This initiative was a spontaneous response to the Rana Plaza disaster and, as such, there was no time available for CPD to mobilize resources for moving it forward. Instead, core funding from the Think Tank Initiative provided the organization with the means necessary for undertaking this challenging task.

THE OUTCOME — The response to this initiative was overwhelming: the monitoring reports were accessed from around the world, the multi-stakeholder dialogues were widely attended, and there was significant media attention – both nationally and internationally. This attention also led to increased support and assistance for the victims, through contributions from local and foreign organizations and individuals who wanted to take action upon learning about their struggles.

The initiative also leveraged the widespread attention to engage key international stakeholders – including major buyers of RMGs produced in Bangladesh – to consider various options for incentivizing suppliers and local authorities to ensure compliance with building codes and to promote workplace safety and workers’ rights. In addition to sharing its findings and recommendations at numerous international meetings and events, CPD was invited to join the advisory boards of key private bodies, such as Accord Bangladesh, that oversee adherence to building and fire codes, workers’ rights, and safe working environments within the RMG industry.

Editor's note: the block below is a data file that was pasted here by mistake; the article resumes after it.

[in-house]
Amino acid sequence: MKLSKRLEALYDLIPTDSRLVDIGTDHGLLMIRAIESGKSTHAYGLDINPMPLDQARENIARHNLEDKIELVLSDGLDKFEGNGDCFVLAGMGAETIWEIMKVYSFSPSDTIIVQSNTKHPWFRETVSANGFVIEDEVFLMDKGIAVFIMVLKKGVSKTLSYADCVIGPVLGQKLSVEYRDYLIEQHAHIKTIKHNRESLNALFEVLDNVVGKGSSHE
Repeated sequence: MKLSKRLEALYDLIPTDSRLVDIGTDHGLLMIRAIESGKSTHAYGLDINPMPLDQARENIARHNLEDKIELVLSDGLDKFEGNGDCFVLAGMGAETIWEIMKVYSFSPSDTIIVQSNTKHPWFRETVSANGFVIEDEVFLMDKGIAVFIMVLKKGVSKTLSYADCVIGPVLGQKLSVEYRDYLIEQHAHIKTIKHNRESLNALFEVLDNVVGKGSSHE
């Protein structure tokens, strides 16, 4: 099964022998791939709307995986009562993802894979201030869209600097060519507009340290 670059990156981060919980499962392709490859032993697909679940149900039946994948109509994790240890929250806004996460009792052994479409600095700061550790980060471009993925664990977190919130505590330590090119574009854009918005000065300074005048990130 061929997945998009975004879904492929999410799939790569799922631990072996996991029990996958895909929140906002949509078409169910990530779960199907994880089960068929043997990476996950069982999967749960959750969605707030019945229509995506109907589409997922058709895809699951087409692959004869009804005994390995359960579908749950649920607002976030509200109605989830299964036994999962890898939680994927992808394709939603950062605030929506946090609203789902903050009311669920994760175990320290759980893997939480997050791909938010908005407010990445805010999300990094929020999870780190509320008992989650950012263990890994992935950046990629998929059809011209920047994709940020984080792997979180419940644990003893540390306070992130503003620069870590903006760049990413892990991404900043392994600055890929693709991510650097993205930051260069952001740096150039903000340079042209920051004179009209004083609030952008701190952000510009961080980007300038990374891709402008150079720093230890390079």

CPD made a number of recommendations based on their findings to various stakeholders, including the Government of Bangladesh. These included recommendations to allocate sufficient funds for medical treatment of the victims, to implement re-employment schemes for survivors, and to improve workplace safety. CPD also urged the government to implement corrective action plans for RMG factory owners, develop a local inspection and monitoring system to oversee the ongoing reform process, and to take measures for ensuring preferential market access for Bangladeshi-made RMG products in the United States. To date, more than half of CPD’s 60 recommendations have been adopted by the government, many of which have also been implemented. These not only served to address immediate and short-term issues following the tragedy, but also helped to frame policies for systemic improvements going forward.